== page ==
Perceived stress and coping strategies among families of cardiac transplant candidates during the organ waiting period

M. T. Nolan, S. A. Cupples, M. M. Brown, L. Pierce, D. Lepley, L. Ohler

Research output: Contribution to journalArticlepeer-review

30 Scopus citations


Objective: To explore and describe perceived stress and coping strategies among families of candidates for cardiac transplant during the organ waiting period. Design: This descriptive, multiinstitutional study was guided by the T-Double ABCX Model of Family Adjustment and Adaptation (McCubbin and Thompson, 1987). Setting: Five tertiary care centers with transplant programs in three Southeastern cities. Subjects: Thirty-eight family members of patients on the active list for cardiac transplantation, including 35 women and three men with a mean age of 44 years (SD = 13.17). Subjects had a family member on the waiting list for a mean of 6.5 months. Instruments: Family members completed the following three instruments: (1) Family Inventory of Life Events and Changes (FILE), (2) Family Crisis Oriented Personal Scale (FCOPES), and (3) Family Perception of the Transplant Experience Scale (FPTES). Results: Stress: 53% and 47% of respondents indicated that they were experiencing moderate and low degrees of stress, respectively. Coping: Family members used more coping mechanisms than normative subjects in the literature. Coping strategies used in order of decreasing frequency: (1) knowing our family has the strength to solve our problems, (2) facing problems head-on, and (3) seeking support from friends. Appraisal: Mean score of 32.13 reflects subjects' positive perception of the pretransplant experience. The three statements with which the subjects most strongly agreed: (1) heart illness has changed roles of family members, (2) family member will survive the transplant operation; and (3) this is an experience that could bring out the family's strengths. Conclusions: An increase in the number of coping strategies used with low to moderate stress levels suggests the effectiveness of coping strategies in mediating stress. The preference for active rather than passive coping strategies may be reflective of the selection criteria for transplant candidates or nursing interventions during this period to minimize stress and promote family coping.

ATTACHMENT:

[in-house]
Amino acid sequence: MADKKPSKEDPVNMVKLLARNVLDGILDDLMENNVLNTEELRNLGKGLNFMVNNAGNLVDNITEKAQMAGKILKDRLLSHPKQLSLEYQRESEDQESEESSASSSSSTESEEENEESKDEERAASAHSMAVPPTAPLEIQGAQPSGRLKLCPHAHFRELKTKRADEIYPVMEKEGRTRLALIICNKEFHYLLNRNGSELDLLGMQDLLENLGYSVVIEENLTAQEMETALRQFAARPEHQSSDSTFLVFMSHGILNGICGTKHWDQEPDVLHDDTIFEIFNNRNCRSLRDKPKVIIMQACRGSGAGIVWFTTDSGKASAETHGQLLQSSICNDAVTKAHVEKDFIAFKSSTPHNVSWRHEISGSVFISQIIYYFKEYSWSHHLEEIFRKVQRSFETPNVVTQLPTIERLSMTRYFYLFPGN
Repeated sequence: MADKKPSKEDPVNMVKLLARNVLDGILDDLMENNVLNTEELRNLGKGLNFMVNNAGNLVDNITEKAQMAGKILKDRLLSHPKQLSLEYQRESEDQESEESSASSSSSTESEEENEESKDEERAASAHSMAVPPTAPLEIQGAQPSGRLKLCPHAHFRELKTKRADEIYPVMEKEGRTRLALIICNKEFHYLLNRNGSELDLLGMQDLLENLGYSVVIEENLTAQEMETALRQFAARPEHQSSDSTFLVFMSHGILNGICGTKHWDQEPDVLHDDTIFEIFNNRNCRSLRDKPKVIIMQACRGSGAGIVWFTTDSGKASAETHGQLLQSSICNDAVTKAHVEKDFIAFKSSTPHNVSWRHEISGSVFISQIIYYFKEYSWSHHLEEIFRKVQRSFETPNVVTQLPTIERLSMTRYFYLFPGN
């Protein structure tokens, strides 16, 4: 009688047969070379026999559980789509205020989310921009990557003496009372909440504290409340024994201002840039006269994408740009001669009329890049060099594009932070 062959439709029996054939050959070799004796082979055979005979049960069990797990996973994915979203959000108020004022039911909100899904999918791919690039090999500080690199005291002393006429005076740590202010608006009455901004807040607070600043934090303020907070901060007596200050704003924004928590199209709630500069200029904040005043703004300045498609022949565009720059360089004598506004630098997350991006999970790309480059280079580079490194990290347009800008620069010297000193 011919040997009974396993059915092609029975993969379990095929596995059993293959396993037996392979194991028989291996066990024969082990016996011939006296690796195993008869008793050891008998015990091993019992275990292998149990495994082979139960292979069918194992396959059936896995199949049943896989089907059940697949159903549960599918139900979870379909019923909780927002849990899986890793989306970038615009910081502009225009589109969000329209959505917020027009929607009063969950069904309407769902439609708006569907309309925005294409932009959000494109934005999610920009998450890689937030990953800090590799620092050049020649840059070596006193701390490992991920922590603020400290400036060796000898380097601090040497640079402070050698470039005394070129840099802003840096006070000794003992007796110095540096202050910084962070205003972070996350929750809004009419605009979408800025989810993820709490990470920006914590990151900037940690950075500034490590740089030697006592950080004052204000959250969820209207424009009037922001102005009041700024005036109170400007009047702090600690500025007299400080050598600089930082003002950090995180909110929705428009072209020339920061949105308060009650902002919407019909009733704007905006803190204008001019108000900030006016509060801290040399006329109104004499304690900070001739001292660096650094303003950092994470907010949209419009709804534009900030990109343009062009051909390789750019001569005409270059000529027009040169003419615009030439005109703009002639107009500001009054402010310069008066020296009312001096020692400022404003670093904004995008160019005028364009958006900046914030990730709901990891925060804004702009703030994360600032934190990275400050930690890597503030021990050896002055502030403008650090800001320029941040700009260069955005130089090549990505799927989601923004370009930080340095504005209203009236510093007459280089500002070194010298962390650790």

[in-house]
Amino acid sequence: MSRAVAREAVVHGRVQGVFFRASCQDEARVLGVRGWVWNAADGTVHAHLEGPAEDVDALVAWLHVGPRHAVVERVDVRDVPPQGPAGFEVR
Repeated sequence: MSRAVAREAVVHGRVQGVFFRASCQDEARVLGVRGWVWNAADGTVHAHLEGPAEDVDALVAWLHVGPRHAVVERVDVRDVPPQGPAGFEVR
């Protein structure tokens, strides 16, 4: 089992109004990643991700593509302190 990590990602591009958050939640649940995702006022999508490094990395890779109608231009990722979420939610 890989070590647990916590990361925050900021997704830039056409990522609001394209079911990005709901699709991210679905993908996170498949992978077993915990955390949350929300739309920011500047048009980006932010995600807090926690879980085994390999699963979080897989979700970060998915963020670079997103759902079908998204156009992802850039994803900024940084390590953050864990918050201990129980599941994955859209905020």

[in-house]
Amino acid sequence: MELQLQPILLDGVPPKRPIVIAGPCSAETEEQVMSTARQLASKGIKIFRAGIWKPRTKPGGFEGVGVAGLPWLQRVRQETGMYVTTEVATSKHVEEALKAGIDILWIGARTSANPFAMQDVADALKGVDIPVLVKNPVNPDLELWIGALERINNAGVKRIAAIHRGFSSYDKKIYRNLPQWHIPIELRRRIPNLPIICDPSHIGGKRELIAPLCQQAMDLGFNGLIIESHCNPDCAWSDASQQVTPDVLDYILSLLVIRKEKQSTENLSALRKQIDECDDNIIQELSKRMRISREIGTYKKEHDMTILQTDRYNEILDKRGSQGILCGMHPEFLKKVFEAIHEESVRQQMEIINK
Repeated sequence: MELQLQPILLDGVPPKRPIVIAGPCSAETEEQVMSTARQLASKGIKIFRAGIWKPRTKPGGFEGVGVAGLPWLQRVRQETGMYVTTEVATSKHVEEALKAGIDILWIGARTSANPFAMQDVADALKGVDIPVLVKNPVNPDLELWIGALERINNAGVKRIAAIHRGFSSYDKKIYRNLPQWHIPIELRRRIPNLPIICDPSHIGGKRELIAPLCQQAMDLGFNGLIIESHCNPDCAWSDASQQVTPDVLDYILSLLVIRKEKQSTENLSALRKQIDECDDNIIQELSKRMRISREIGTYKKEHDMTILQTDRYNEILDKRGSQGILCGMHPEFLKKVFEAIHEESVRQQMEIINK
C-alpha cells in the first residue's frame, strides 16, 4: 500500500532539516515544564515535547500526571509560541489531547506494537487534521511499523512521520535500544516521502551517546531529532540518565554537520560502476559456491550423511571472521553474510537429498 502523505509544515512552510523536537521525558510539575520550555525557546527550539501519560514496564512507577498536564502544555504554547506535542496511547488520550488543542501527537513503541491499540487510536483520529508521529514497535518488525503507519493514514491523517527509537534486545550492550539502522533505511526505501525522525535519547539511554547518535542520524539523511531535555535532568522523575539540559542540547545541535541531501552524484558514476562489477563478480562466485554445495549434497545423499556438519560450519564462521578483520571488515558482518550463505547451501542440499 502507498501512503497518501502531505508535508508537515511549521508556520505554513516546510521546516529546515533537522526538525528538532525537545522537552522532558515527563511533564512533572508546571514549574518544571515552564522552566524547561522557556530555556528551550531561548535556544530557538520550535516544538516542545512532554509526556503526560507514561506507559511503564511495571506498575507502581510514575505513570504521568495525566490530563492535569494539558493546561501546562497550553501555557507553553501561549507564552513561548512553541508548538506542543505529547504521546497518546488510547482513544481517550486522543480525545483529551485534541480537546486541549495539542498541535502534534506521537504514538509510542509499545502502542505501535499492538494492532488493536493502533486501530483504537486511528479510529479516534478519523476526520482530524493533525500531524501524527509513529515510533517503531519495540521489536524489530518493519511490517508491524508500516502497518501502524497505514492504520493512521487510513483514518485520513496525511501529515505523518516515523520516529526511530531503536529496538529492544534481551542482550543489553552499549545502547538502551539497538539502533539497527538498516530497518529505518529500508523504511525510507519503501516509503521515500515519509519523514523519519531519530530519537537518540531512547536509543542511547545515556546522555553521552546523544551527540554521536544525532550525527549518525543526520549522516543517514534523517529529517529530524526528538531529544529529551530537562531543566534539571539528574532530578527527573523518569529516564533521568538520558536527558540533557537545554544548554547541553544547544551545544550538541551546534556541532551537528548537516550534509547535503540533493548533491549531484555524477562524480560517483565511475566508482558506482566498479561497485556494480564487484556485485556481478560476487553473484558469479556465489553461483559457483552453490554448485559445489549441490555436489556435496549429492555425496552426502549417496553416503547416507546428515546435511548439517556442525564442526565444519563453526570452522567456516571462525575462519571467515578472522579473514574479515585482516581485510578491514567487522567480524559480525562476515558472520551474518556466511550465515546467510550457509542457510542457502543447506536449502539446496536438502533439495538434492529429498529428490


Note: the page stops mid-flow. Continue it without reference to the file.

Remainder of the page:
Original languageEnglish (US)
Pages (from-to)540-547
Number of pages8
JournalHeart and Lung: Journal of Critical Care
Issue number6
StatePublished - 1992

ASJC Scopus subject areas

  • Pulmonary and Respiratory Medicine
  • Critical Care and Intensive Care Medicine
  • Cardiology and Cardiovascular Medicine


Dive into the research topics of 'Perceived stress and coping strategies among families of cardiac transplant candidates during the organ waiting period'. Together they form a unique fingerprint.

Cite this